Museum Archipelago

103. How Computers Transformed Museums and Created A New Type of Professional

November 13th, 2023  •  14 mins 59 secs  •  Download (20.6 MB)  •  Link with Timestamp

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Computing work keeps museums running, but it’s largely invisible. That is, unless something goes wrong. For Dr. Paul Marty, Professor in the School of Information at Florida State University and his colleague Kathy Jones, Program Director of the Museum Studies Program at the Harvard Extension School, shining a light on the behind-the-scenes activities of museum technology workers was one of the main reasons to start the Oral Histories of Museum Computing project.

The first museum technology conference was hosted in 1968 at the Metropolitan Museum of Art. This prescient event, titled “Conference on Computers and their Potential Application in Museums” was mostly focused on the cutting edge: better inventory management systems using computers instead of paper methods. However, it also foresaw the transformative impact of computers on museums—from digital artifacts to creating interactive exhibits to expanding audience reach beyond physical boundaries. Most of all, speakers understood that museum technologists would need to “join forces” with each other to learn and experiment better ways to use computers in museum settings.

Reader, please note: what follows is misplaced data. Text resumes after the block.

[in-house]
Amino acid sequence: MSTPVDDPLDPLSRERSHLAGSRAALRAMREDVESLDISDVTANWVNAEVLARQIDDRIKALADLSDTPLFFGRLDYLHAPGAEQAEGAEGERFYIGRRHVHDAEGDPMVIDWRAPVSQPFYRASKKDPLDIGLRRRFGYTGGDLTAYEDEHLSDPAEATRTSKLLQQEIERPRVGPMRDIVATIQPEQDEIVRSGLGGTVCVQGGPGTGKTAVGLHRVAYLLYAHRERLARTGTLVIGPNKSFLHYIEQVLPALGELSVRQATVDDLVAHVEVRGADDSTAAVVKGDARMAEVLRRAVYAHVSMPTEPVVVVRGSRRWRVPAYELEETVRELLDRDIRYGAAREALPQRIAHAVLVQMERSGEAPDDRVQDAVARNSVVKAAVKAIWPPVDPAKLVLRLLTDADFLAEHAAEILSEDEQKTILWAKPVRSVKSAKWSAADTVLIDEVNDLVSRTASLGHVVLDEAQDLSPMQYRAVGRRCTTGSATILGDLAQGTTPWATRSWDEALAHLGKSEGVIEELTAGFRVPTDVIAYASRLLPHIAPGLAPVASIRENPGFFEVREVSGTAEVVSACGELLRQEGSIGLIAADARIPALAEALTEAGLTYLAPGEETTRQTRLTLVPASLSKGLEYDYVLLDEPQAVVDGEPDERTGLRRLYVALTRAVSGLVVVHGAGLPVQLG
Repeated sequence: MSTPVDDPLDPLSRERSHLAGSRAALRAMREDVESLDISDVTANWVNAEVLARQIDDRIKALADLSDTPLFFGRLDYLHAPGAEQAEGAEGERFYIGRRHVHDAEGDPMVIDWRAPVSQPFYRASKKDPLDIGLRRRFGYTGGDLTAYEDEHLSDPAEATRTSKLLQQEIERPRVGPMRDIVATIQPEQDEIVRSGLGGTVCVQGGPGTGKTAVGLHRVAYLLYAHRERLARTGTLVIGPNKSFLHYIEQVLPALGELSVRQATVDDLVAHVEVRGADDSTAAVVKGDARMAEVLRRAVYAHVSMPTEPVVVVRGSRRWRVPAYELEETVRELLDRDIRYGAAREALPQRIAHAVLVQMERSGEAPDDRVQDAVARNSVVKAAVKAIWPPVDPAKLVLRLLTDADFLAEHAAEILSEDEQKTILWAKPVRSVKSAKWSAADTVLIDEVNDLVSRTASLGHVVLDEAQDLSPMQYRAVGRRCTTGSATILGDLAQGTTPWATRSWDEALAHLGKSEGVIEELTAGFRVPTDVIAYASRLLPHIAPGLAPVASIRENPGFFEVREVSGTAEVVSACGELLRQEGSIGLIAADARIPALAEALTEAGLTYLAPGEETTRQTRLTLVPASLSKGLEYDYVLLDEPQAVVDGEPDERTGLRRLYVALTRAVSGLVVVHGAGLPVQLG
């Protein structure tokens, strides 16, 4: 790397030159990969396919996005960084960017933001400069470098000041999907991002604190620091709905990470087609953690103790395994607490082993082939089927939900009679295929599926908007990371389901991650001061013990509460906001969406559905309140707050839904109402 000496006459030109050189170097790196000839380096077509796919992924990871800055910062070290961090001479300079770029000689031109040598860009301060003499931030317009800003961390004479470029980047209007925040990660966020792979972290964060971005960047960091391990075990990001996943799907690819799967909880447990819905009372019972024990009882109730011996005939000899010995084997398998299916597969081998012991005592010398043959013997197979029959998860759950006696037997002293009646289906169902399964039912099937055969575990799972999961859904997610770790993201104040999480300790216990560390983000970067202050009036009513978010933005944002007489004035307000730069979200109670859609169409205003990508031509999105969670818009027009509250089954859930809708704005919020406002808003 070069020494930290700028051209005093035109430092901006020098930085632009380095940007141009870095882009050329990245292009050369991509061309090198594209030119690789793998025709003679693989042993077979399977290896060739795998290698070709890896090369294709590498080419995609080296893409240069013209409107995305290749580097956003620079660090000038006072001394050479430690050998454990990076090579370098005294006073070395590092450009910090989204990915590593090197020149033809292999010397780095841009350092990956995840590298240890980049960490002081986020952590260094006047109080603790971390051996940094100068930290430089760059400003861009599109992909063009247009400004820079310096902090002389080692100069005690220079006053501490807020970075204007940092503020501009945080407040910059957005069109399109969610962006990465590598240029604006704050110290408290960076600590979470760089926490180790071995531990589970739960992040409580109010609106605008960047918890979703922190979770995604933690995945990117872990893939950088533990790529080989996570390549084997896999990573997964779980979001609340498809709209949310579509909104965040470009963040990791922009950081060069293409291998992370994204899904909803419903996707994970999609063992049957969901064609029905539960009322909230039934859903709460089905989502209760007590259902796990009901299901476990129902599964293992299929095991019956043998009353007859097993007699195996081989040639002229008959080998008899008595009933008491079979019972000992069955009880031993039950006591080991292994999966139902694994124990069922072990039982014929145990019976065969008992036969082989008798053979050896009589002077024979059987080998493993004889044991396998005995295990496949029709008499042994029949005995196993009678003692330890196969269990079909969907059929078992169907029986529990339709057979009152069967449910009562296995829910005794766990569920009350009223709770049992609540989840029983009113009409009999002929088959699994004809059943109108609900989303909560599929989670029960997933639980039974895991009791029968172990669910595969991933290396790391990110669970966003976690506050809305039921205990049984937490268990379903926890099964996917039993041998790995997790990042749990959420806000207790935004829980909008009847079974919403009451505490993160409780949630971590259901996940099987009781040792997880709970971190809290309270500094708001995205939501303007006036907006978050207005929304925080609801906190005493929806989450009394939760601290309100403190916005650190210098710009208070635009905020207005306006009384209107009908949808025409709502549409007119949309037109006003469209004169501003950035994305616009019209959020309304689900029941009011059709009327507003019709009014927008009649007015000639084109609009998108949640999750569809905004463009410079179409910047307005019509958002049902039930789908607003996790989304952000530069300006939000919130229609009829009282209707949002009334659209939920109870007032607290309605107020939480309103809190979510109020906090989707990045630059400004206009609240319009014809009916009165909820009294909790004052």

The Oral Histories of Museum Computing project collects the stories of what happened since that first museum technology conference, identifying the key historical themes, trends, and people behind the machines behind the museums. In this episode, Paul Marty and Kathy Jones describe their experience as museum technology professionals, the importance of conferences like the Museum Computer Network, and the benefits of compiling and sharing these oral histories.